Two legal terms that are often mistranslated into the Romance languages are "comparative law" and "derivative work."
Comparative law is obviously the study and comparison of the legal systems in different countries. In the Romance languages, its name would translate literally into English as "compared law," but we don't call it that. We call it "comparative law." Thus, we have:
French: droit comparé
Spanish: derecho comparado
Portuguese: direito comparado
Italian: diritto comparato
So note that if you translate, say, from Spanish to English, derecho comparado is not called "compared law" but comparative law and if you translate from English to Spanish, "comparative law" is not called "derecho comparativo" but derecho comparado.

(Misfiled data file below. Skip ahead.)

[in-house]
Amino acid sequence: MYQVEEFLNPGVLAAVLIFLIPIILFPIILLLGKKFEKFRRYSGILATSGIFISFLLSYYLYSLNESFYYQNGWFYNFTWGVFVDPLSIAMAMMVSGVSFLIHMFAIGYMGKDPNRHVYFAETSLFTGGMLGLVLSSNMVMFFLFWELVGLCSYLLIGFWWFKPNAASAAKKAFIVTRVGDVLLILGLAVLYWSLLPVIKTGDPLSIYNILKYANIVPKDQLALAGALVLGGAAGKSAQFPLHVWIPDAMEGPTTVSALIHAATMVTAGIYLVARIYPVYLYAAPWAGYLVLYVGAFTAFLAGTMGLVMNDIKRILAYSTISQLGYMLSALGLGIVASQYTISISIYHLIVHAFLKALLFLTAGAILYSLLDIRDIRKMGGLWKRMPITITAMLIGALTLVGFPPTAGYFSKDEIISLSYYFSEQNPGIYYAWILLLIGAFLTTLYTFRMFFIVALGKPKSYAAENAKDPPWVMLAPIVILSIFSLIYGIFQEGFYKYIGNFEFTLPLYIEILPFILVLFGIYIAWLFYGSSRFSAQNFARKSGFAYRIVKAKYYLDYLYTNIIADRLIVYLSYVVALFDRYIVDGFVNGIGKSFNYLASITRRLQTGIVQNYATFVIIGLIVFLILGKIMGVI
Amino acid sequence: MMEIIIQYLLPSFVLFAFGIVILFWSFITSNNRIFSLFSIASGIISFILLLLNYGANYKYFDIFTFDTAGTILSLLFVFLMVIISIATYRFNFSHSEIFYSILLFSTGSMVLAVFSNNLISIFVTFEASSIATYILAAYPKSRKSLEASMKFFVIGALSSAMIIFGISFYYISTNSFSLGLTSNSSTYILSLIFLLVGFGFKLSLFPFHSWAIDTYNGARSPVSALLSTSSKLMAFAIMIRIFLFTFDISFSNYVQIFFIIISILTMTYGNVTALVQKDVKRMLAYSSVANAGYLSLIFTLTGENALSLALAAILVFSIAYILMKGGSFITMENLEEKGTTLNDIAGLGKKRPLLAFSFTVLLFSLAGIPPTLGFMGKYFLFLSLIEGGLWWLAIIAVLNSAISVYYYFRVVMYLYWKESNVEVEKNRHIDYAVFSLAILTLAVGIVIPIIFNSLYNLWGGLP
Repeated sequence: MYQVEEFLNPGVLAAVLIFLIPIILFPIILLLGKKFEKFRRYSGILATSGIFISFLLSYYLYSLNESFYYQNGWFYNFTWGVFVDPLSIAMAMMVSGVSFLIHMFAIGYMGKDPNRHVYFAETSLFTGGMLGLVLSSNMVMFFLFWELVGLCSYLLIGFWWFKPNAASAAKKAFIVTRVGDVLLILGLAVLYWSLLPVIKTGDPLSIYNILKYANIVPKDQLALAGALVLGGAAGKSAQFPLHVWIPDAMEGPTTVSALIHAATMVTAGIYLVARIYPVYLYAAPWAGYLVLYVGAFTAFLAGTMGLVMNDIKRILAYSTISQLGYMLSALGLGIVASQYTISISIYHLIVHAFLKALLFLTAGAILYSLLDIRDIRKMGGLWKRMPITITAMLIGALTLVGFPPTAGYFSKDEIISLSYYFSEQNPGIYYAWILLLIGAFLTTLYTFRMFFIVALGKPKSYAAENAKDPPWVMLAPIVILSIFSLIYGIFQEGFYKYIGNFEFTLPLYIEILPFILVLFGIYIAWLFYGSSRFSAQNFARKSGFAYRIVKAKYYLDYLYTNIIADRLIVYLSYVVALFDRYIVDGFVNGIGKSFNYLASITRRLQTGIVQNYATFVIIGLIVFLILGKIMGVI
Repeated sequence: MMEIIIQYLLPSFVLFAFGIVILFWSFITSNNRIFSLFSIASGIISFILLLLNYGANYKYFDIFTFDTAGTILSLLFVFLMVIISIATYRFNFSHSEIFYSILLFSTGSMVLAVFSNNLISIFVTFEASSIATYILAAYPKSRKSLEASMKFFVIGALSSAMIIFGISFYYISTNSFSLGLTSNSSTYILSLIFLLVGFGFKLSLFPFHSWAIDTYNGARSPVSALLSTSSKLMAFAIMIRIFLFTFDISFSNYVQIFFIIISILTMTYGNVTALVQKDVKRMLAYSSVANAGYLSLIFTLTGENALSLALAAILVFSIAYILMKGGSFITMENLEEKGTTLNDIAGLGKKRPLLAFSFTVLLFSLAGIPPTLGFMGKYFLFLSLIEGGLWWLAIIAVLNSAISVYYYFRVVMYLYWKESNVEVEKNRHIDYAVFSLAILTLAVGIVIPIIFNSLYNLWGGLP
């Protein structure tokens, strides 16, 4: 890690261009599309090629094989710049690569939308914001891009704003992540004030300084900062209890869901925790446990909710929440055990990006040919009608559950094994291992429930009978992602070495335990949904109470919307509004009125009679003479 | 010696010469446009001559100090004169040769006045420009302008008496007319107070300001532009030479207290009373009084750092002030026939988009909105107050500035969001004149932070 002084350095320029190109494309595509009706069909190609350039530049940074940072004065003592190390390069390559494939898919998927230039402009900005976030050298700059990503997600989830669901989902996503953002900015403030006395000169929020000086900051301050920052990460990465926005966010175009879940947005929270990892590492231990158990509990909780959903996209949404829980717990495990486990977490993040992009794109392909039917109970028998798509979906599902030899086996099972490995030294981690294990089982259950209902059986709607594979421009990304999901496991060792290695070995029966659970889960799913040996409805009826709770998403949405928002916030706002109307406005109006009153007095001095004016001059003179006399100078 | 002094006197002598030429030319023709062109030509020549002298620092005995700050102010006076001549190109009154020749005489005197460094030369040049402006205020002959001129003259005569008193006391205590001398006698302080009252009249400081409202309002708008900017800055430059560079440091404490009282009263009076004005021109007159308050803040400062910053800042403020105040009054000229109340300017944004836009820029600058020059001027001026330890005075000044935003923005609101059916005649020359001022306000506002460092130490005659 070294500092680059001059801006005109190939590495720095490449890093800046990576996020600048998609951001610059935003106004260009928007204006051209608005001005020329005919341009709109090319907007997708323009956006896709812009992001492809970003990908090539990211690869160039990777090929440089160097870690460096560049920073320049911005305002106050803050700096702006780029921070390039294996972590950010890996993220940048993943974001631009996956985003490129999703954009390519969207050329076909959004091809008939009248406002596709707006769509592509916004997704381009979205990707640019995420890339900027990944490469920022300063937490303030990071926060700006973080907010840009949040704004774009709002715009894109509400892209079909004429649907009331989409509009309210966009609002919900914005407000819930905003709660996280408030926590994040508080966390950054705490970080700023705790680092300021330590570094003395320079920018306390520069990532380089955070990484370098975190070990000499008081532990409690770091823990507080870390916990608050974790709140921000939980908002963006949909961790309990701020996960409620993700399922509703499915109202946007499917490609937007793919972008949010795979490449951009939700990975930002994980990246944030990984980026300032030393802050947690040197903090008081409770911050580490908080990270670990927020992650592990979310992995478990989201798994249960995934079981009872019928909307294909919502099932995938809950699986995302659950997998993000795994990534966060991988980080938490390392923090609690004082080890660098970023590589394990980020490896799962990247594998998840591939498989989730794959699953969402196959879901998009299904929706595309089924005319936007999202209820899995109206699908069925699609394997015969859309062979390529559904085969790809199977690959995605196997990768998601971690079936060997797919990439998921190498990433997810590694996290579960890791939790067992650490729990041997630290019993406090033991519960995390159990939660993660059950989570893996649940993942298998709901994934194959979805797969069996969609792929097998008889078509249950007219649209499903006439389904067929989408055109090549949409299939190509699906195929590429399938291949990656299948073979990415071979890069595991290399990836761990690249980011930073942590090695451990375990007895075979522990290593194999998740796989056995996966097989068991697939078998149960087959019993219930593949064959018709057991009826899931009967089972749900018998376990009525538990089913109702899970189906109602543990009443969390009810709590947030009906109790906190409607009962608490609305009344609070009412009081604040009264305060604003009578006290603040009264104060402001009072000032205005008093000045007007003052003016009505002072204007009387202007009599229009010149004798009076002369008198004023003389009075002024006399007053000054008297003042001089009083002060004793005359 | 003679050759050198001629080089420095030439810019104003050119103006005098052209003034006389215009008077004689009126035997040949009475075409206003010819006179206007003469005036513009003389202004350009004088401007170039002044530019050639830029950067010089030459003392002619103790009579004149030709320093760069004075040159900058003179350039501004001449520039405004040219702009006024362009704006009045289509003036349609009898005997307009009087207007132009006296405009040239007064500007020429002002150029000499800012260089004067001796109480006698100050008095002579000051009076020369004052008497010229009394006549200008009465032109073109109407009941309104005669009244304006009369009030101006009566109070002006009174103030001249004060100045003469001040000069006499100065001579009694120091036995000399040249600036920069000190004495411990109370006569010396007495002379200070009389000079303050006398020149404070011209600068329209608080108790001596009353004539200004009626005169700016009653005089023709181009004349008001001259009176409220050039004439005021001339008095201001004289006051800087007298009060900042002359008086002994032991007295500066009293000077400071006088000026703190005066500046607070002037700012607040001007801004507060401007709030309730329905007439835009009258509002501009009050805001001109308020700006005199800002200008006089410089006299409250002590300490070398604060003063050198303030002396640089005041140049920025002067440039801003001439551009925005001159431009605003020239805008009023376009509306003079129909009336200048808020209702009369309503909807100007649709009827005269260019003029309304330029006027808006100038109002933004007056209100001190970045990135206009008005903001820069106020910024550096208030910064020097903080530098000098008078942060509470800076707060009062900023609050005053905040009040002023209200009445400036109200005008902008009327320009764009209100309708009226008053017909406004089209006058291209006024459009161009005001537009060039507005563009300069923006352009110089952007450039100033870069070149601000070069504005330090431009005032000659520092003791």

The term derivative work works the same way in the Romance languages. In copyright law, a derivative work is one that substantially derives from another work that is copyrighted. Use of a derivative work constitutes copyright infringement if permission of the copyright owner is not obtained. In the Romance languages they say literally "derived work":
French: œuvre dérivée
Spanish: obra derivada
Portuguese: obra derivada
Italian: opera derivata
Therefore, œuvre dérivée is not "derived work" in English but derivative work, and "derivative work" is not œuvre dérivative in French but œuvre dérivée.
Let me know in the comments if you can think of any other legal terms that work like this (the adjective ends in IVE in English but the past participle is used in the Romance languages).